Arts and Entertainment

ebooksNow available in paperback
Arts and Entertainment

ebooks
Arts and Entertainment

film
Arts and Entertainment
Chvrches lead singer Lauren Mayberry in the band's new video 'Leave a Trace'

music
Arts and Entertainment

music
Arts and Entertainment
Home on the raunch: George Bisset (Aneurin Barnard), Lady Seymour Worsley (Natalie Dormer) and Richard Worsley (Shaun Evans)

TV review
Arts and Entertainment

TV
Arts and Entertainment
Strictly Come Dancing was watched by 6.9m viewers

Strictly
Arts and Entertainment
NWA biopic Straight Outta Compton

film
Arts and Entertainment
Natalie Dormer as Margaery Tyrell and Lena Headey as Cersei Lannister in Game of Thrones

Game of Thrones
Arts and Entertainment
New book 'The Rabbit Who Wants To Fall Asleep' by Carl-Johan Forssen Ehrlin

books
Arts and Entertainment
Calvi is not afraid of exploring the deep stuff: loneliness, anxiety, identity, reinvention
music
Arts and Entertainment
Edinburgh solo performers Neil James and Jessica Sherr
comedy
Arts and Entertainment
If a deal to buy tBeats, founded by hip-hop star Dr Dre (pictured) and music producer Jimmy Iovine went through, it would be Apple’s biggest ever acquisition

album review
Arts and Entertainment
Paloma Faith is joining The Voice as a new coach

TV
Arts and Entertainment
Dowton Abbey has been pulling in 'telly tourists', who are visiting Highclere House in Berkshire

TV
Arts and Entertainment

TV
Arts and Entertainment
Patriot games: Vic Reeves featured in ‘Very British Problems’
TV review
Arts and Entertainment
film review
Arts and Entertainment
Summer nights: ‘Wet Hot American Summer: First Day of Camp’
TVBut what do we Brits really know about them?
Arts and Entertainment
Dr Michael Mosley is a game presenter

TV review
Latest stories from i100
Have you tried new the Independent Digital Edition apps?
SPONSORED FEATURES

ES Rentals

    Independent Dating
    and  

    By clicking 'Search' you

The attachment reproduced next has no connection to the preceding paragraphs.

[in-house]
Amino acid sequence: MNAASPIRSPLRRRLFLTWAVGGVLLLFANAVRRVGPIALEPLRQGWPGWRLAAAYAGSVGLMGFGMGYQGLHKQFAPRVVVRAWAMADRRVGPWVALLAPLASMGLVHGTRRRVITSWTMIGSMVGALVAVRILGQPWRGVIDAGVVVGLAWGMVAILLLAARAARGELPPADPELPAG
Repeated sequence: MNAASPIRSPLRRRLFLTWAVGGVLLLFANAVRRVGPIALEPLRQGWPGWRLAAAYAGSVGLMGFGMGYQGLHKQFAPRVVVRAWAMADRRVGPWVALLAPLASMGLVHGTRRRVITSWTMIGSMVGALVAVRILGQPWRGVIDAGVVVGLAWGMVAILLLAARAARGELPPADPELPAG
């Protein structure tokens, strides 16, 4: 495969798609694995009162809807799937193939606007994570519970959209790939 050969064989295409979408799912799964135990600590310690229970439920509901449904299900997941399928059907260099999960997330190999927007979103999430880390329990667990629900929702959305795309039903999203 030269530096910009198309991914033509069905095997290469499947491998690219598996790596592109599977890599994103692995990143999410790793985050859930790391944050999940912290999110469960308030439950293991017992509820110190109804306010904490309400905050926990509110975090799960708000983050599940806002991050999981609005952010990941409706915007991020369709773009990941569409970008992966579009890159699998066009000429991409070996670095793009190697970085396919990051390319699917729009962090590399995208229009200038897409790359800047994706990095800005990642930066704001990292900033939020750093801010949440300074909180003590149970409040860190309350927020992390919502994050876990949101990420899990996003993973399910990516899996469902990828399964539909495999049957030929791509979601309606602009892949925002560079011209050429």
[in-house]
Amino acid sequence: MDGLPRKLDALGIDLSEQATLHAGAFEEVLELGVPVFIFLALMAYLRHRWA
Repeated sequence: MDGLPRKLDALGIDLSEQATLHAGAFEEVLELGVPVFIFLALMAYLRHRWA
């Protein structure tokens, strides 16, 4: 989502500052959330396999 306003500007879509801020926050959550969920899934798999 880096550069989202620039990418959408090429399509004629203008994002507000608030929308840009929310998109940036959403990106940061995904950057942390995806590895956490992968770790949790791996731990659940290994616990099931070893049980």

are agreeing to our
    Terms of Use.

    Orthorexia nervosa: How becoming obsessed with healthy eating can lead to malnutrition

    Orthorexia nervosa

    How becoming obsessed with healthy eating can lead to malnutrition
    Lady Chatterley is not obscene, says TV director

    Lady Chatterley’s Lover

    Director Jed Mercurio on why DH Lawrence's novel 'is not an obscene story'
    Farmers in tropical forests are training ants to kill off bigger pests

    Set a pest to catch a pest

    Farmers in tropical forests are training ants to kill off bigger pests
    Mexico: A culture that celebrates darkness as an essential part of life

    The dark side of Mexico

    A culture that celebrates darkness as an essential part of life
    Being sexually assaulted was not your fault, Chrissie Hynde. Don't tell other victims it was theirs

    Being sexually assaulted was not your fault, Chrissie Hynde

    Please don't tell other victims it was theirs
    A nap a day could save your life - and here's why

    A nap a day could save your life

    A midday nap is 'associated with reduced blood pressure'
    If men are so obsessed by sex, why do they clam up when confronted with the grisly realities?

    If men are so obsessed by sex...

    ...why do they clam up when confronted with the grisly realities?
    The comedy titans of Avalon on their attempt to save BBC3

    Jon Thoday and Richard Allen-Turner

    The comedy titans of Avalon on their attempt to save BBC3
    The bathing machine is back... but with a difference

    Rolling in the deep

    The bathing machine is back but with a difference
    Part-privatised tests, new age limits, driverless cars: Tories plot motoring revolution

    Conservatives plot a motoring revolution

    Draft report reveals biggest reform to regulations since driving test introduced in 1935
    The Silk Roads that trace civilisation: Long before the West rose to power, Asian pathways were connecting peoples and places

    The Silk Roads that trace civilisation

    Long before the West rose to power, Asian pathways were connecting peoples and places
    House of Lords: Outcry as donors, fixers and MPs caught up in expenses scandal are ennobled

    The honours that shame Britain

    Outcry as donors, fixers and MPs caught up in expenses scandal are ennobled
    When it comes to street harassment, we need to talk about race

    'When it comes to street harassment, we need to talk about race'

    Why are black men living the stereotypes and why are we letting them get away with it?
    International Tap Festival: Forget Fred Astaire and Ginger Rogers - this dancing is improvised, spontaneous and rhythmic

    International Tap Festival comes to the UK

    Forget Fred Astaire and Ginger Rogers - this dancing is improvised, spontaneous and rhythmic
    War with Isis: Is Turkey's buffer zone in Syria a matter of self-defence – or just anti-Kurd?

    Turkey's buffer zone in Syria: self-defence – or just anti-Kurd?

    Ankara accused of exacerbating racial division by allowing Turkmen minority to cross the border